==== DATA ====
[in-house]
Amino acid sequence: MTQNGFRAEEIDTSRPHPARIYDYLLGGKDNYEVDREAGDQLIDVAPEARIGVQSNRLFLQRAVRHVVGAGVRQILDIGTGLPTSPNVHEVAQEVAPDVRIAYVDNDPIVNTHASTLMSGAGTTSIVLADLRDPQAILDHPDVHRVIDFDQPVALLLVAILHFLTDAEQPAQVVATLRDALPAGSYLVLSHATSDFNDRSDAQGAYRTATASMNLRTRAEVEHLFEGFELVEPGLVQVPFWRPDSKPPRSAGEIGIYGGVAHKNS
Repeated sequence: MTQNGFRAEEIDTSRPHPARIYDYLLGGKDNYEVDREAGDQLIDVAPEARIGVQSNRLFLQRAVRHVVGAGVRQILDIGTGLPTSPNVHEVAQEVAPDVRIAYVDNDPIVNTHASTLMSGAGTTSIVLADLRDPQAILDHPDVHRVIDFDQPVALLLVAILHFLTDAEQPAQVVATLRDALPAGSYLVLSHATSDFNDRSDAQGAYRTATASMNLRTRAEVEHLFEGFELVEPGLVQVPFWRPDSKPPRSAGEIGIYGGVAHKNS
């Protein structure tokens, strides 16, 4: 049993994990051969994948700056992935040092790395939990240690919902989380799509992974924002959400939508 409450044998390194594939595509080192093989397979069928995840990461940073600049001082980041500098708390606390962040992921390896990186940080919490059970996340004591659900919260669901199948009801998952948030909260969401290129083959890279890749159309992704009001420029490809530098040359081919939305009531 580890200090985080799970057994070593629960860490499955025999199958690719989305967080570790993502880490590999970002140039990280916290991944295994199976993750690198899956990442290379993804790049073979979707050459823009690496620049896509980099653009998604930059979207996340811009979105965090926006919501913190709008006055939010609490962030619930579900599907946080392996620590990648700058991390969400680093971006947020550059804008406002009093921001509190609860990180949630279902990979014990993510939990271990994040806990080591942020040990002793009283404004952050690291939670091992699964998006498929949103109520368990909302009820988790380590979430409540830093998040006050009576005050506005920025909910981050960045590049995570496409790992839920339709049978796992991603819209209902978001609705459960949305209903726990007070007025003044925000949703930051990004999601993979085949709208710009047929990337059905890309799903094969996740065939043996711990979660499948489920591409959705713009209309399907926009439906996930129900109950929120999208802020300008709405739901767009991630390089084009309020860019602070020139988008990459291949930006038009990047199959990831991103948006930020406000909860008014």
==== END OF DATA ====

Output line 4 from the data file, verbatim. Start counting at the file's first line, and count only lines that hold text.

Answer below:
């Protein structure tokens, strides 16, 4: 049993994990051969994948700056992935040092790395939990240690919902989380799509992974924002959400939508 409450044998390194594939595509080192093989397979069928995840990461940073600049001082980041500098708390606390962040992921390896990186940080919490059970996340004591659900919260669901199948009801998952948030909260969401290129083959890279890749159309992704009001420029490809530098040359081919939305009531 580890200090985080799970057994070593629960860490499955025999199958690719989305967080570790993502880490590999970002140039990280916290991944295994199976993750690198899956990442290379993804790049073979979707050459823009690496620049896509980099653009998604930059979207996340811009979105965090926006919501913190709008006055939010609490962030619930579900599907946080392996620590990648700058991390969400680093971006947020550059804008406002009093921001509190609860990180949630279902990979014990993510939990271990994040806990080591942020040990002793009283404004952050690291939670091992699964998006498929949103109520368990909302009820988790380590979430409540830093998040006050009576005050506005920025909910981050960045590049995570496409790992839920339709049978796992991603819209209902978001609705459960949305209903726990007070007025003044925000949703930051990004999601993979085949709208710009047929990337059905890309799903094969996740065939043996711990979660499948489920591409959705713009209309399907926009439906996930129900109950929120999208802020300008709405739901767009991630390089084009309020860019602070020139988008990459291949930006038009990047199959990831991103948006930020406000909860008014």